With that in mind, we can prepare ourselves upfront by anticipating what they are looking for.  Below are the items I have experience and like to share on what to take note of when preparing the sign-off.

  1. Use case diagrams – Do not put in too much details e.g. the default selections, exception handling or else it will be too long and it became a technical design flows rather than user flow.
  2. Use Cases – no technical details on the functionality.  In most cases, certain level of technical information must be included and defined for the requirement.  If to the stage whereby unable to assess the technical aspect of the requirement,  we will indicate for that requirement’s feasibility will be reviewed during design phase.
  3. Screenshots – indicate that wireframes, user interfaces of the software are for illustration purposes.
  4. Messages/labels -which are static (labels) and dynamics (normally error or warning messages) to be shorten or rename.  Also to note for any language translations
  5. Field lengths – The length, field type (i.e. integer, double, string), default value (if any).  These information mainly covers for input fields.
  6. Document layout – make sure to print out the document and ensure the contents can be viewed and aligned correctly.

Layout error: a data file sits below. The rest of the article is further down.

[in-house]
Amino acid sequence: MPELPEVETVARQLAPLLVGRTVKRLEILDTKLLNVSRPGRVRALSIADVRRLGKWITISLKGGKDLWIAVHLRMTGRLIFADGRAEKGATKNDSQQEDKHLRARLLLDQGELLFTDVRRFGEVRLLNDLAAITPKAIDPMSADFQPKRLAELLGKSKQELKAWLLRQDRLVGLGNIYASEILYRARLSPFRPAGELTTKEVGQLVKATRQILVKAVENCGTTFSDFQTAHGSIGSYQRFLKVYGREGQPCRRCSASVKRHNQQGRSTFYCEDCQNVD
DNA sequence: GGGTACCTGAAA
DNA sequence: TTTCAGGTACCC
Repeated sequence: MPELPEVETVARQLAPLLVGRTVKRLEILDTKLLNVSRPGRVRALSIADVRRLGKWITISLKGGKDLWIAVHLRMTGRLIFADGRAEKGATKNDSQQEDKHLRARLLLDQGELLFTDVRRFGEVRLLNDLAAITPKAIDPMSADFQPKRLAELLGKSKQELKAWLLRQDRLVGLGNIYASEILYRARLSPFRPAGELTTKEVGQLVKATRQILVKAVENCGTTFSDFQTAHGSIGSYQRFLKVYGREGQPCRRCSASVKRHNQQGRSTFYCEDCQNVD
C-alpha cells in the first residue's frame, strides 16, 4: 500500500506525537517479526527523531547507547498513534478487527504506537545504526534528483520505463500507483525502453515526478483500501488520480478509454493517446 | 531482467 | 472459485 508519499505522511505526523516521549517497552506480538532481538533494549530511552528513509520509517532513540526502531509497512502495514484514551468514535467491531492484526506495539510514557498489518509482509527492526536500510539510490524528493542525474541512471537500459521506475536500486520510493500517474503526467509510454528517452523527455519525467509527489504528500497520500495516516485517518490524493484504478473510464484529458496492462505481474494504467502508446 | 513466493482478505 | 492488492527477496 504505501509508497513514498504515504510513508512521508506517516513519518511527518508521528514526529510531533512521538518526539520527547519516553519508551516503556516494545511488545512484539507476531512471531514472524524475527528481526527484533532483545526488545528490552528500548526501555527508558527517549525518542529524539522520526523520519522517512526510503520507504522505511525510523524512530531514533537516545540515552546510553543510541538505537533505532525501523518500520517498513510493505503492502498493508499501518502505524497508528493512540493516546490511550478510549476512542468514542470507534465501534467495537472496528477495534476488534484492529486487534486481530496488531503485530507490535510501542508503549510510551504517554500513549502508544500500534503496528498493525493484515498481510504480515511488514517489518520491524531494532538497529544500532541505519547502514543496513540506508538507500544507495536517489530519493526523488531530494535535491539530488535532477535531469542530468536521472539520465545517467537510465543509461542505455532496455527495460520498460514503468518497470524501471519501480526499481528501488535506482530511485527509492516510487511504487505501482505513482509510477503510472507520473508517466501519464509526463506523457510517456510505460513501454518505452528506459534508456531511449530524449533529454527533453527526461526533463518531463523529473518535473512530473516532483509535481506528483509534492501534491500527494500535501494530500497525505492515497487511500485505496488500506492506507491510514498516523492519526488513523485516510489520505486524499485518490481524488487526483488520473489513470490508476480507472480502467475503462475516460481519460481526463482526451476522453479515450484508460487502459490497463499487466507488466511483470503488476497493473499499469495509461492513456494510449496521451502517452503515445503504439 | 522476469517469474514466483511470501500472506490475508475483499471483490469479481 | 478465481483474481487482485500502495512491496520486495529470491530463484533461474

Experiences from WMS Post-Mortem Review

No one likes to give the negative feedbacks during the project post-mortem review.  However this is one of the important project management phase that we should not leave without.  Though this activity, the project team gathers the best practices and lessons learnt, shares with the organisation to plan for improvements and knowledge sharing with other project teams should any similar projects are being implemented.

To illustrate the post-mortem review of the recent WMS project we had done, the below high-level project plan was shown in SDLC (software development life-cycle) methodology

The major items that we did not do well in the project are:

  1. Business Requirements Gathering
    • Customer BRD (2008)
      • Gaps that are still outstanding in Sept/Oct 09
      • BRD Sign-off only done in Nov 09
        • Impacted to Solution (using assumptions to develop)-> Results to Rework
      • Change requests
        • Highlighted in Sep 09
        • Impact evaluated and effort catered for.
      • No proper review of BRD in 2008
        • Project teams busy with Phase 1 (Dec 08 – Apr 09)
    • Lessons Learnt
      • Workshop with Customer before start of project and commit to timeline
      • Proper establishment for both Customer and vendors’ project teams
      • Proper project plan with buy-in from Customer
      • Escalating gaps in BRD
      • Sign-off of BUSINESS SOLUTION DOCUMENT/SYSTEM DESIGN DOCUMENT before development can start
      • No internal ownership to take up the project
  2. Solutioning
      • Incomplete documents
    • Lessons Learnt
      • Solution’s Subject Matter Expert involvement in BUSINESS SOLUTION DOCUMENT/SYSTEM DESIGN DOCUMENT
      • Complete BUSINESS SOLUTION DOCUMENT/SYSTEM DESIGN DOCUMENT before moving to next stage
      • Sign off of BUSINESS SOLUTION DOCUMENT/SYSTEM DESIGN DOCUMENT with the rightfully owners.